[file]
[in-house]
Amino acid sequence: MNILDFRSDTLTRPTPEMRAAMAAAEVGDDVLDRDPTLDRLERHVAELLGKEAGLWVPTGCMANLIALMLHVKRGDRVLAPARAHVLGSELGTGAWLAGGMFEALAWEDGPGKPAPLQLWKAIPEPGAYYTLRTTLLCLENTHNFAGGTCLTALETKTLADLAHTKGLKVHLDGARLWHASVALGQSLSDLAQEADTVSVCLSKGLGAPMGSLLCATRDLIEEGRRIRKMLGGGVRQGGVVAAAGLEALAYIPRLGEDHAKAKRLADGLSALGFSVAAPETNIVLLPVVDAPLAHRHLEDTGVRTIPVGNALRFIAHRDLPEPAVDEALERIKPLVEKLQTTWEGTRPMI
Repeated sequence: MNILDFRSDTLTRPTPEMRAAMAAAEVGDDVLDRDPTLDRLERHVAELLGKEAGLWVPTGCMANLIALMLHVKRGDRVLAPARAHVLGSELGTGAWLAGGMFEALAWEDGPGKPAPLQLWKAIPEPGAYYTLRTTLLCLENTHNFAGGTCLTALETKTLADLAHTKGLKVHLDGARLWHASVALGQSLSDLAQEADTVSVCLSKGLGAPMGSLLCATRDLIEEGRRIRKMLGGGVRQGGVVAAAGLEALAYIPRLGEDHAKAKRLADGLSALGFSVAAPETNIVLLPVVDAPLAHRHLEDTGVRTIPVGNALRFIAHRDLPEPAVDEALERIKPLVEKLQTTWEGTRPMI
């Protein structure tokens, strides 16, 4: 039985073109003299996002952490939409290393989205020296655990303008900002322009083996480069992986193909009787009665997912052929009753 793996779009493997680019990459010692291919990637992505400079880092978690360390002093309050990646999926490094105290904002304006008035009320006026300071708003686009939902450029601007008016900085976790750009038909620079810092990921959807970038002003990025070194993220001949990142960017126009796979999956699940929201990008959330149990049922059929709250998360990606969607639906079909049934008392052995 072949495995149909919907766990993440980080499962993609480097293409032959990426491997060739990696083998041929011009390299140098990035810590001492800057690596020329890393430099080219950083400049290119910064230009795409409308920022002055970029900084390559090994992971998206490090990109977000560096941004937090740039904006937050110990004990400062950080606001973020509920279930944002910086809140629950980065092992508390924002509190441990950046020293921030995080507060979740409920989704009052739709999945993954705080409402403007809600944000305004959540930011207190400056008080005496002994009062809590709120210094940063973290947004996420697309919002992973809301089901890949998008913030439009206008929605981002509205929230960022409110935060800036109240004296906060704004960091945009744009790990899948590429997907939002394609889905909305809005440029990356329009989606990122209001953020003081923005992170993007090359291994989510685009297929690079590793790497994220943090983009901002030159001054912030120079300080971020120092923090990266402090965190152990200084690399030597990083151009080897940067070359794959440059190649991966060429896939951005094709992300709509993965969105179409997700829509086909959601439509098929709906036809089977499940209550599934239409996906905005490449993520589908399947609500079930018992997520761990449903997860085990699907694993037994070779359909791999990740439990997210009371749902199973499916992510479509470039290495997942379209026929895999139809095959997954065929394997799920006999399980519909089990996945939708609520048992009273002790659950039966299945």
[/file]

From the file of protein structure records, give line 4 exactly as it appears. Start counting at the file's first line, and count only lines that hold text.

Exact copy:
């Protein structure tokens, strides 16, 4: 039985073109003299996002952490939409290393989205020296655990303008900002322009083996480069992986193909009787009665997912052929009753 793996779009493997680019990459010692291919990637992505400079880092978690360390002093309050990646999926490094105290904002304006008035009320006026300071708003686009939902450029601007008016900085976790750009038909620079810092990921959807970038002003990025070194993220001949990142960017126009796979999956699940929201990008959330149990049922059929709250998360990606969607639906079909049934008392052995 072949495995149909919907766990993440980080499962993609480097293409032959990426491997060739990696083998041929011009390299140098990035810590001492800057690596020329890393430099080219950083400049290119910064230009795409409308920022002055970029900084390559090994992971998206490090990109977000560096941004937090740039904006937050110990004990400062950080606001973020509920279930944002910086809140629950980065092992508390924002509190441990950046020293921030995080507060979740409920989704009052739709999945993954705080409402403007809600944000305004959540930011207190400056008080005496002994009062809590709120210094940063973290947004996420697309919002992973809301089901890949998008913030439009206008929605981002509205929230960022409110935060800036109240004296906060704004960091945009744009790990899948590429997907939002394609889905909305809005440029990356329009989606990122209001953020003081923005992170993007090359291994989510685009297929690079590793790497994220943090983009901002030159001054912030120079300080971020120092923090990266402090965190152990200084690399030597990083151009080897940067070359794959440059190649991966060429896939951005094709992300709509993965969105179409997700829509086909959601439509098929709906036809089977499940209550599934239409996906905005490449993520589908399947609500079930018992997520761990449903997860085990699907694993037994070779359909791999990740439990997210009371749902199973499916992510479509470039290495997942379209026929895999139809095959997954065929394997799920006999399980519909089990996945939708609520048992009273002790659950039966299945």